How to collect, sort, and reuse textile waste locally?

In view of the EU-wide mandatory separate collection of textile waste as of 2025, municipalities have the chance to align textile collection with the waste hierarchy and support a system of local reuse, particularly for clothing. This paper provides municipalities with an overview of good practices and lessons learned from the separate collection of textile waste across Europe.

An optimised collection system can support the implementation of local zero waste solutions. While there is no one-size-fits-all solution, we have identified key success factors, including adopting the collection method to the needs of citizens, mandating quality sorting for reuse, promoting local reuse, and setting up a good governance structure. The governance of the system should seek to integrate the local collection and reuse into the wider policy framework and link social policies with circular economy objectives.

Municipalities hold key levers to steer the system towards local reuse by requiring collectors to generate and report data as well as set performance indicators in line with the waste hierarchy. Finally, the system must anticipate the introduction of the EU-wide introduction of the Extended Producer Responsibility (EPR) scheme for textiles, which is currently being negotiated at the EU level and is likely to become mandatory in all Member States after 2027.

Available in English.

Guidance for municipalities on the best-performing methods to separately collect bio-waste

The EU’s Waste Framework Directive mandates that all Member States must separately collect bio-waste from 1st January 2024 onwards. With future recycling targets of 60 and 65% in the coming years, it is increasingly apparent that Member States must prioritise high-performing bio-waste collection models if they are to achieve the desired targets for recycling and the circular economy in Europe as a whole.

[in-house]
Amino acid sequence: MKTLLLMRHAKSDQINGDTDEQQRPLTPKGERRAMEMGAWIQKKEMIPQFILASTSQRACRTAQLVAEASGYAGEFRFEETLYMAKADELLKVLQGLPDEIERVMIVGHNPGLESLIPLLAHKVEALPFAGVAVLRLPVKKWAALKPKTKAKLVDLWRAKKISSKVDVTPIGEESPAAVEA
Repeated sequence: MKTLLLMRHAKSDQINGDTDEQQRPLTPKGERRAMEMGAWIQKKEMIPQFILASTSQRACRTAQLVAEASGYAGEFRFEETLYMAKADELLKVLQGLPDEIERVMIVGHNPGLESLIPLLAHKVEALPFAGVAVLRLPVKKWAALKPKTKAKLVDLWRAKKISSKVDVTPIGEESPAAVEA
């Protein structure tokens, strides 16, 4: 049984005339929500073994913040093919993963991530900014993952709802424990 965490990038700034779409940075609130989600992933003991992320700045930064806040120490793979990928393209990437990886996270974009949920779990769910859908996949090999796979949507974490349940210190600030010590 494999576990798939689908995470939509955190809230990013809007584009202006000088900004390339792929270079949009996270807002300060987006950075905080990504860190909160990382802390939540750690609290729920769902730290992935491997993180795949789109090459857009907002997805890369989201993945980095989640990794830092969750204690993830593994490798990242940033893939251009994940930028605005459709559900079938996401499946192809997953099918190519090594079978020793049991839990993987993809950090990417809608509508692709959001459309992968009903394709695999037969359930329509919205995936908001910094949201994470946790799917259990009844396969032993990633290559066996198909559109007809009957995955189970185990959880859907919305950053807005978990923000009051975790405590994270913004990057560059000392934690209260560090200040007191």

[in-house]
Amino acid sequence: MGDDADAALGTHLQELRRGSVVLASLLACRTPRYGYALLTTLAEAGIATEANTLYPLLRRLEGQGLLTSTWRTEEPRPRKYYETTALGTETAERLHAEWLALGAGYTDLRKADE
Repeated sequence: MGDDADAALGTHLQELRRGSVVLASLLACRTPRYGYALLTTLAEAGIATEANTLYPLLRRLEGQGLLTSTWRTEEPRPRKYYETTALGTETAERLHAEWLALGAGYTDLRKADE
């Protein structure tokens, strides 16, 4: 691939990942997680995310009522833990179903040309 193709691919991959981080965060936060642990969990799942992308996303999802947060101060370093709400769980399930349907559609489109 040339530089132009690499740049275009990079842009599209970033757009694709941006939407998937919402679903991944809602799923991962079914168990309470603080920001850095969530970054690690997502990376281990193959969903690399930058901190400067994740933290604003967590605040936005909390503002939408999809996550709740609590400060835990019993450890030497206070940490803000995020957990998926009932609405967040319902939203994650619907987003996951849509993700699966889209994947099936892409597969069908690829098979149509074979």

Ahead of this upcoming deadline, there is a growing risk of municipalities opting for cheaper, “easier” models that meet the required threshold of “separately collecting” organic waste, with the most common of these being large street containers/bins that municipalities sometimes opt for. With an urgent need to ensure that bio-waste collection systems are rolled out across the EU, as well as the wide range of economic, environmental and social benefits from effectively collecting bio-waste well, this paper has been designed to present key data on the performance of different collection systems for bio-waste from a variety of European regions and municipalities.

The data shown in this paper proves how door-to-door collection models for organics provide the best results – both for the quantity of material collected and the quality of such bio-waste. This guidance document also provides details on the key performance indicators for such systems, as well as a set of policy recommendations for municipalities who are seeking to implement high-performing organics collection systems in their communities. The results from this study are comprehensive – for any municipality wishing to collect high amounts of high-quality (low contamination) bio-waste whilst also saving costs, door-to-door collection is the proven best model for achieving such results.

Available in English, French, Italian, Portuguese, Ukrainian, Estonian, and Hungarian.